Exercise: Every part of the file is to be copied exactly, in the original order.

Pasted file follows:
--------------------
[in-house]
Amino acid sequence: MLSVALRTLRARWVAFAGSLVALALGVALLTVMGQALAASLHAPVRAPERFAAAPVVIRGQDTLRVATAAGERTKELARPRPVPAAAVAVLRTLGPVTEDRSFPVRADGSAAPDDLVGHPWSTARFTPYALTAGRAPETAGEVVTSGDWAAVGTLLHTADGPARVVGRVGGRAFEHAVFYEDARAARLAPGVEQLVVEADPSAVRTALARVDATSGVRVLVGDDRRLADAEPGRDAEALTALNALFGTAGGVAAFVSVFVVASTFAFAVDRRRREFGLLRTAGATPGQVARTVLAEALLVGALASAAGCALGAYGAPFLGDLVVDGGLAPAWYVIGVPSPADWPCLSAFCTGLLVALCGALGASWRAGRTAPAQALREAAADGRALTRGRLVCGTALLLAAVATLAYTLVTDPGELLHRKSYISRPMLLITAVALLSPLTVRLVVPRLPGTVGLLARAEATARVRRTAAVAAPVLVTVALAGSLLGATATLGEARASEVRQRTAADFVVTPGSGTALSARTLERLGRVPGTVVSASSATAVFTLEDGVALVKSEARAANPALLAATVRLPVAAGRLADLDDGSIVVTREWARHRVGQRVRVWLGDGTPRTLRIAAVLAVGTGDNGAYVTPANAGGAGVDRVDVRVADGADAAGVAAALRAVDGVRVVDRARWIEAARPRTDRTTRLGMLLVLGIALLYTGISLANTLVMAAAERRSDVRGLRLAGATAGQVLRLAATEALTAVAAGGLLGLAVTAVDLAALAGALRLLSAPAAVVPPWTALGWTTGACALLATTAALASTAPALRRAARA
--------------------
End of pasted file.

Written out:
[in-house]
Amino acid sequence: MLSVALRTLRARWVAFAGSLVALALGVALLTVMGQALAASLHAPVRAPERFAAAPVVIRGQDTLRVATAAGERTKELARPRPVPAAAVAVLRTLGPVTEDRSFPVRADGSAAPDDLVGHPWSTARFTPYALTAGRAPETAGEVVTSGDWAAVGTLLHTADGPARVVGRVGGRAFEHAVFYEDARAARLAPGVEQLVVEADPSAVRTALARVDATSGVRVLVGDDRRLADAEPGRDAEALTALNALFGTAGGVAAFVSVFVVASTFAFAVDRRRREFGLLRTAGATPGQVARTVLAEALLVGALASAAGCALGAYGAPFLGDLVVDGGLAPAWYVIGVPSPADWPCLSAFCTGLLVALCGALGASWRAGRTAPAQALREAAADGRALTRGRLVCGTALLLAAVATLAYTLVTDPGELLHRKSYISRPMLLITAVALLSPLTVRLVVPRLPGTVGLLARAEATARVRRTAAVAAPVLVTVALAGSLLGATATLGEARASEVRQRTAADFVVTPGSGTALSARTLERLGRVPGTVVSASSATAVFTLEDGVALVKSEARAANPALLAATVRLPVAAGRLADLDDGSIVVTREWARHRVGQRVRVWLGDGTPRTLRIAAVLAVGTGDNGAYVTPANAGGAGVDRVDVRVADGADAAGVAAALRAVDGVRVVDRARWIEAARPRTDRTTRLGMLLVLGIALLYTGISLANTLVMAAAERRSDVRGLRLAGATAGQVLRLAATEALTAVAAGGLLGLAVTAVDLAALAGALRLLSAPAAVVPPWTALGWTTGACALLATTAALASTAPALRRAARA